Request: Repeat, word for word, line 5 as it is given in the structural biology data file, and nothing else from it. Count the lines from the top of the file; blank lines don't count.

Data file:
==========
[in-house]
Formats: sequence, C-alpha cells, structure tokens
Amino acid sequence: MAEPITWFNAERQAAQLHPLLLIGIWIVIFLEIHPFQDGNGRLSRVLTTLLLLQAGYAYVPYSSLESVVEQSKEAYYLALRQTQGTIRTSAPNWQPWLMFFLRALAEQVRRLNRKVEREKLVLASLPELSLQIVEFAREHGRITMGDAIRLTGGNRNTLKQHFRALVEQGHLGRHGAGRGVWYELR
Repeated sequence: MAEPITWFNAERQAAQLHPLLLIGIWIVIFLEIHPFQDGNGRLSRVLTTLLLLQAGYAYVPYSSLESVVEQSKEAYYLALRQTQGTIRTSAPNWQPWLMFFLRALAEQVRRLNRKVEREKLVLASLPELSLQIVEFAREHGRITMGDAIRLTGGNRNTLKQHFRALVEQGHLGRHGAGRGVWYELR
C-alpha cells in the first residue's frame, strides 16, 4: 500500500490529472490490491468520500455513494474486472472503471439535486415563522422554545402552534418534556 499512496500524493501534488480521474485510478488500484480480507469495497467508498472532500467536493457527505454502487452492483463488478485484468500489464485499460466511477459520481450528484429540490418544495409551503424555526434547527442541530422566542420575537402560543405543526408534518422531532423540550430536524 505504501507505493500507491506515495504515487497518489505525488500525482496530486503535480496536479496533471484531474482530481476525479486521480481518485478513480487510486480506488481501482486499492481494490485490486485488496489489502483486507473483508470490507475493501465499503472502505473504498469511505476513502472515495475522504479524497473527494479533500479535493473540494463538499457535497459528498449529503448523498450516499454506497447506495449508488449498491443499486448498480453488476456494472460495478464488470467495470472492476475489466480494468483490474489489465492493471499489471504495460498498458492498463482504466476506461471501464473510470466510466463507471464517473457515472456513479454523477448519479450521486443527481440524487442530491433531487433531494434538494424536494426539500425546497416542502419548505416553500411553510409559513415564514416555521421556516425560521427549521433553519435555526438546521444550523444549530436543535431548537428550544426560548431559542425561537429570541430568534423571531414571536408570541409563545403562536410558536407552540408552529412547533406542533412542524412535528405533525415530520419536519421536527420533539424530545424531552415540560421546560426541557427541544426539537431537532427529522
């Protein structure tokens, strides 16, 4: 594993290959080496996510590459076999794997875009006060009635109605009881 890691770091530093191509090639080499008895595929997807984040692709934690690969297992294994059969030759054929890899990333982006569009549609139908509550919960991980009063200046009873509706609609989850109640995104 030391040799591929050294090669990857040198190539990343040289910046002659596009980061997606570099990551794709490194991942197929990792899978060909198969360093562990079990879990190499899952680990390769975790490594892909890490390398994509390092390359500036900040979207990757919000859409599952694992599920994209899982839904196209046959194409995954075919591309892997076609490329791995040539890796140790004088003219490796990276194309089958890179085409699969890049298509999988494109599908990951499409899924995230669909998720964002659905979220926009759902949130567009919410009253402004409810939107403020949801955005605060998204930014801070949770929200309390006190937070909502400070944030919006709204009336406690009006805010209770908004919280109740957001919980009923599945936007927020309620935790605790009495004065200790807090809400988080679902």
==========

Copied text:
C-alpha cells in the first residue's frame, strides 16, 4: 500500500490529472490490491468520500455513494474486472472503471439535486415563522422554545402552534418534556 499512496500524493501534488480521474485510478488500484480480507469495497467508498472532500467536493457527505454502487452492483463488478485484468500489464485499460466511477459520481450528484429540490418544495409551503424555526434547527442541530422566542420575537402560543405543526408534518422531532423540550430536524 505504501507505493500507491506515495504515487497518489505525488500525482496530486503535480496536479496533471484531474482530481476525479486521480481518485478513480487510486480506488481501482486499492481494490485490486485488496489489502483486507473483508470490507475493501465499503472502505473504498469511505476513502472515495475522504479524497473527494479533500479535493473540494463538499457535497459528498449529503448523498450516499454506497447506495449508488449498491443499486448498480453488476456494472460495478464488470467495470472492476475489466480494468483490474489489465492493471499489471504495460498498458492498463482504466476506461471501464473510470466510466463507471464517473457515472456513479454523477448519479450521486443527481440524487442530491433531487433531494434538494424536494426539500425546497416542502419548505416553500411553510409559513415564514416555521421556516425560521427549521433553519435555526438546521444550523444549530436543535431548537428550544426560548431559542425561537429570541430568534423571531414571536408570541409563545403562536410558536407552540408552529412547533406542533412542524412535528405533525415530520419536519421536527420533539424530545424531552415540560421546560426541557427541544426539537431537532427529522